The controversial Parti Liyani case has been Singapore’s law scandal of the year. After all, news of an Indonesian maid being fully acquitted after being charged with multiple accounts of theft by her rich boss (Changi Airport Group Chairman Liew Mun Leong) isn’t something one hears every day.
Besides being a story ending in favour of one who may be considered the underdog in such a scenario, the acquittal of Ms Liyani has also served as a catalyst for change in Singapore’s justice system.
The WP’s recent Parliamentary motion on “Justice for All” showcased key WP members who each delivered a speech on the matter. Party Chair Sylvia Lim started, highlighting that there is “room for improvement in any system.”
MP He Ting Ru delivered possible avenues through which the nation can further bring down the barriers that still separate people from access to justice, citing the Parti Liyani case.
Leader of the Opposition (LO) Pritam Singh shed light on the conflicts of interest with regards to the role of Singapore’s Attorney General (AG). Mr Singh exposed the “flaws” inherent to the position.
MP Dennis Tan called on the government to level up the criteria for selecting the nation’s judges as well as their training.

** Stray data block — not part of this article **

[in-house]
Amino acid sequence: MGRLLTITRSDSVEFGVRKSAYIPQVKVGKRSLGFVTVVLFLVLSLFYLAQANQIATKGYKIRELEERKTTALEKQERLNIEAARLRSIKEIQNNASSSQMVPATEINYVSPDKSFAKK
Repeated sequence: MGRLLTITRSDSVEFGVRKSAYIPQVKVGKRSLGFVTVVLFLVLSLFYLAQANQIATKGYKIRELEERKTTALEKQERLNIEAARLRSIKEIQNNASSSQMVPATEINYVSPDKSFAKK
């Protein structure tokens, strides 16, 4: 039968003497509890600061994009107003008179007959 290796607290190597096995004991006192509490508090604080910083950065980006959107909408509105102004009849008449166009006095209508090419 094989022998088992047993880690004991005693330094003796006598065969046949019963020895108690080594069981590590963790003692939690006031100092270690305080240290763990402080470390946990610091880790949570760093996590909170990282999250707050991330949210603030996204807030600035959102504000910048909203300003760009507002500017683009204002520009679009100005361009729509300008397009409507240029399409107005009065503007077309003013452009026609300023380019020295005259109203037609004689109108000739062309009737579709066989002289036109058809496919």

Last but not the least was Mr Perera, who pushed for the establishment of an Ombudsman. “Parti Liyani’s case has raised the question of wider access to the criminal justice system and avenues of redress on the part of those with lesser means,” he said.
“An Ombudsman would provide access to an independent public office with the remit and resources to investigate potential wrong-doing, errors, lapses or weaknesses in the conduct of public officials. The office of the Ombudsman would be open to Singaporeans of all backgrounds and income profiles.”
Mr Perera argued that an Ombudsman would conduct investigations apart from whatever public sector agency is being probed. He also advanced that the establishment of such a role would improve public sector services as it would serve in uncovering policy gaps as well as any possible institutional failures.
Furthermore, Mr Perera argued that an Ombudsman would promote transparency with the public, which in turn would foster a sense of trust in the Singaporean government.
Mr Perera went further to state that an Ombudsman would conduct investigations objectively, recommend succeeding actions to the concerned sector, and publish the findings of the investigation.
Furthermore, Mr Perera cited that about 30% of OECD governments, in an effort to foster a greater sense of openness in the state, have established such independent institutions. Two states cited were Hong Kong and Australia.
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